Ilkley Literature Festival can throw up some fascinating subjects for talks – yesterday Rowan Moore, architecture critic, and journalist, was discussing his new book, Why We Build. The book is an exploration of the interface between architecture and real lives. His argument, is that buildings should be adaptable to the way that people want to use them – and that it is the emotional experience of a building that should be the primary focus of architects, rather than ‘monuments to ego’.
He highlights Notting Hill as an area of ‘quick’ speculative development in the nineteenth century, that became a slum in the 1950’s with notorious landlords, and is now a highly desirable residential area of London – all without the buildings changing. Other ‘stories’ explore the development of Dubai, where ego rules, and buildings that can excite emotions from above or afar, are dull and ubiquitous close too and in use.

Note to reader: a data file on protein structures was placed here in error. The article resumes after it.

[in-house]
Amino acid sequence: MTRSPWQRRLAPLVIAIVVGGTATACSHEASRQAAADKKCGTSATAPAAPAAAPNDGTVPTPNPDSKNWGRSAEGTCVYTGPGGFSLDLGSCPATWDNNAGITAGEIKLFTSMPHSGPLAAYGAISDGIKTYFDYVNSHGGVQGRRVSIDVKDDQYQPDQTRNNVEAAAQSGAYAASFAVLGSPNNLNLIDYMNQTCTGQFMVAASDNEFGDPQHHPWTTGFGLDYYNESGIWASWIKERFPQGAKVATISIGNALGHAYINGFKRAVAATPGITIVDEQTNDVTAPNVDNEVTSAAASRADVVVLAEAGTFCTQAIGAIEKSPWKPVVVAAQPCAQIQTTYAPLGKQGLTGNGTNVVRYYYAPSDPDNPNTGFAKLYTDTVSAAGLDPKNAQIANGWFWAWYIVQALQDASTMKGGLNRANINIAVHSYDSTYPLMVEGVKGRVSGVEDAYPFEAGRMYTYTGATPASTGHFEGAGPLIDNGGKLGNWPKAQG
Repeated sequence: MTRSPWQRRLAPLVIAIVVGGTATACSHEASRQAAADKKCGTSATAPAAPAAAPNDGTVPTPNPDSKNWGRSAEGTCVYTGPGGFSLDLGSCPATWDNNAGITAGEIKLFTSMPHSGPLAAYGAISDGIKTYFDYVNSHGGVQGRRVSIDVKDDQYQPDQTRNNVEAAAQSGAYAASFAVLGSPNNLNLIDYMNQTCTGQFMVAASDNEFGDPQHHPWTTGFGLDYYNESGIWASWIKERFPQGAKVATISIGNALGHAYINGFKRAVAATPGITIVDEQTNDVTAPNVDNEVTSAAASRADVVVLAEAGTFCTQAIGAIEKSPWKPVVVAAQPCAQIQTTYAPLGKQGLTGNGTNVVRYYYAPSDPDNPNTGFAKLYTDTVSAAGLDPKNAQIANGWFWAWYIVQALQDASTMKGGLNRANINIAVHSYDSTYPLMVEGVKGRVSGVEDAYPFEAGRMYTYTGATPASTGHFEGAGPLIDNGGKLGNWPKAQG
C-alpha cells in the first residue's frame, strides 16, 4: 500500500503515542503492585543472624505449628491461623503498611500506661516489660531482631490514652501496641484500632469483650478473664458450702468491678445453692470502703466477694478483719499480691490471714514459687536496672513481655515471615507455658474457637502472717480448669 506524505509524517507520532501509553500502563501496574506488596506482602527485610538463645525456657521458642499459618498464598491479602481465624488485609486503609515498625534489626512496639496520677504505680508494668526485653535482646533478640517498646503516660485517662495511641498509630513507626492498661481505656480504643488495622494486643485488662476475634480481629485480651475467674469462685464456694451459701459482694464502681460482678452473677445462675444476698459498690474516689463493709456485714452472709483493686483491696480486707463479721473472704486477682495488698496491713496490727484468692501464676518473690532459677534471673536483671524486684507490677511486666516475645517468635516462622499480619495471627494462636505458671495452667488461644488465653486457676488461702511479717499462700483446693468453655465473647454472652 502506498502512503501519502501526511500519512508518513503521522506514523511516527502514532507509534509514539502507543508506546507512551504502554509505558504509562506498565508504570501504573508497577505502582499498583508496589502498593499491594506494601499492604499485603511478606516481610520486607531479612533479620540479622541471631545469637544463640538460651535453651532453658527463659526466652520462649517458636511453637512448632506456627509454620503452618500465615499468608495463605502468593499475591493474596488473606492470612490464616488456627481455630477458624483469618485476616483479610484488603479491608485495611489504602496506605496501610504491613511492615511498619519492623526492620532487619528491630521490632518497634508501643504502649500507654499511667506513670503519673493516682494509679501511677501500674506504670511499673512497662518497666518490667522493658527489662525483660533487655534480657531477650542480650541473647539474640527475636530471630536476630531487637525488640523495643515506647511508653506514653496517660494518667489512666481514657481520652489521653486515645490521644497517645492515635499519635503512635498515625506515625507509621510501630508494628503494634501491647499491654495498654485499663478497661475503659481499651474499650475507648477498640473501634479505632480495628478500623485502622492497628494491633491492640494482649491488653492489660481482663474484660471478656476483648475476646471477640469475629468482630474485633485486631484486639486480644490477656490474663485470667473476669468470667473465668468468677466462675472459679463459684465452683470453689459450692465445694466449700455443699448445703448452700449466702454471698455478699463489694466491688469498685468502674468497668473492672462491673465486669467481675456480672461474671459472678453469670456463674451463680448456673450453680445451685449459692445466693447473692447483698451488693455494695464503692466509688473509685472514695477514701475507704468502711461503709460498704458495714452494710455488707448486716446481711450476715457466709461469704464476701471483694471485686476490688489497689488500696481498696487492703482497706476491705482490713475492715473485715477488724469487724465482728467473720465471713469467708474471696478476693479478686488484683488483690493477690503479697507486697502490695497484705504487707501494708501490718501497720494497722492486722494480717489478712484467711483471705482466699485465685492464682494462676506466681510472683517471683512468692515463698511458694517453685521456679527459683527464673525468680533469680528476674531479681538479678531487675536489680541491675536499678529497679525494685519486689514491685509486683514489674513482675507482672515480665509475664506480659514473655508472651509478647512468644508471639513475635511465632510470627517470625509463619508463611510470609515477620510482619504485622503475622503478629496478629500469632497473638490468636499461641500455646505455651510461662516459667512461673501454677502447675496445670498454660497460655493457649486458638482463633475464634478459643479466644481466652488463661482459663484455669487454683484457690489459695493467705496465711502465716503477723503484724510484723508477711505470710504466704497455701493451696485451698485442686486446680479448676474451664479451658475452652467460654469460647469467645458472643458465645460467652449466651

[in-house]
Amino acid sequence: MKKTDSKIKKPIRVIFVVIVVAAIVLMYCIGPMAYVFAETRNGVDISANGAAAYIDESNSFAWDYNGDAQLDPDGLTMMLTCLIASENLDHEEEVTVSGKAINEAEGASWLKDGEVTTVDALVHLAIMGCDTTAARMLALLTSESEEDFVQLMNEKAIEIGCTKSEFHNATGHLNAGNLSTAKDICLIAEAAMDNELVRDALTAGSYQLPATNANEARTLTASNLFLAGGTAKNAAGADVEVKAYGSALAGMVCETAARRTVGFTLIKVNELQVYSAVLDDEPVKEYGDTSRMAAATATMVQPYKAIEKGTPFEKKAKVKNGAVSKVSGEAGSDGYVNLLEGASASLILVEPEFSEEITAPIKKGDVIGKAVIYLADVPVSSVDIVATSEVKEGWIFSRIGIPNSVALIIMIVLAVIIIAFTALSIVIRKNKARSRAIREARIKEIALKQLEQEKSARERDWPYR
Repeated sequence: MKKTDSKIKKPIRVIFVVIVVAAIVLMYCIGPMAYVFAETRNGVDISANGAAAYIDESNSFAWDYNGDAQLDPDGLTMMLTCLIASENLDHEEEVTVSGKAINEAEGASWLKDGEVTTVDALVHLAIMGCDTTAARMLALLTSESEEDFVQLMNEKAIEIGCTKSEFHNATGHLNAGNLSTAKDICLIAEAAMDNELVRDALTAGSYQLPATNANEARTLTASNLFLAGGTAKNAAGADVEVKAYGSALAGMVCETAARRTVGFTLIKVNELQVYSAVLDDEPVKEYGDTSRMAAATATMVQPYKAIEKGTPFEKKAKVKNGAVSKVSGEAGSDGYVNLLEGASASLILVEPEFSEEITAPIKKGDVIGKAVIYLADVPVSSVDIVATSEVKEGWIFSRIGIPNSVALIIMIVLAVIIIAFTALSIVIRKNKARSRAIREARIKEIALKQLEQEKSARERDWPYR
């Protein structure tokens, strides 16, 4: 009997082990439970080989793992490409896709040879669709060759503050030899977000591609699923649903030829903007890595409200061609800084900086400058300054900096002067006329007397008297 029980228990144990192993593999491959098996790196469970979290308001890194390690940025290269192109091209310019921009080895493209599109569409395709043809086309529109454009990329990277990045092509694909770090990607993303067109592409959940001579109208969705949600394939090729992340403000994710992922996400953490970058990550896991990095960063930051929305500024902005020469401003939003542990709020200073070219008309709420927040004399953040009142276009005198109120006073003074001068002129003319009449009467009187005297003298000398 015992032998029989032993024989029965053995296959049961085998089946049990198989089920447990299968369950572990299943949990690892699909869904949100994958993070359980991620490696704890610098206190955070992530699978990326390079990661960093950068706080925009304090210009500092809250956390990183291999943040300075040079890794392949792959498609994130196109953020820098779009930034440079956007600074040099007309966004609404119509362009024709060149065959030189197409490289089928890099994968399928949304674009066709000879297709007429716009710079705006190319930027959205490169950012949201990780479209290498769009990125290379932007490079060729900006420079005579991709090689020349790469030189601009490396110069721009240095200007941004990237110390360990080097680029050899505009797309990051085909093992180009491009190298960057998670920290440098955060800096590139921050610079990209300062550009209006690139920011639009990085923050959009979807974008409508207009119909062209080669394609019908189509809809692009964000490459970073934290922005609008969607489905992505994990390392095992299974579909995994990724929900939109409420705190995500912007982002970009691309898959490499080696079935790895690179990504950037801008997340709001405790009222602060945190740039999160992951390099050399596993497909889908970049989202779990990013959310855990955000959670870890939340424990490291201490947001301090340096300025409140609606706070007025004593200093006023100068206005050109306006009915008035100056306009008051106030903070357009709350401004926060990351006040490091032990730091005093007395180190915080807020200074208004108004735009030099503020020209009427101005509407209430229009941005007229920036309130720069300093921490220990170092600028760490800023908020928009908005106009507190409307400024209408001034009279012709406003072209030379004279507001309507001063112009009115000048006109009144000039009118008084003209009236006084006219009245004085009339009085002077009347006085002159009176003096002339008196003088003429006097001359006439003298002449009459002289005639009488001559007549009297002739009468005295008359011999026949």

Relating this learning to Aireborough, one of the questions we asked in our initial research was how people ‘felt’ about the place they lived – we specifically asked for emotions – good and bad. The chart below was the result of that – the size of the word relates to the number of times, and the number of people who used it.
Overall, people love and are happy in the townships of Airebourgh, but they are worried and frustrated by the over development and lack of placemaking in the last years. This is what we need to address in the Neighbourhood Plan.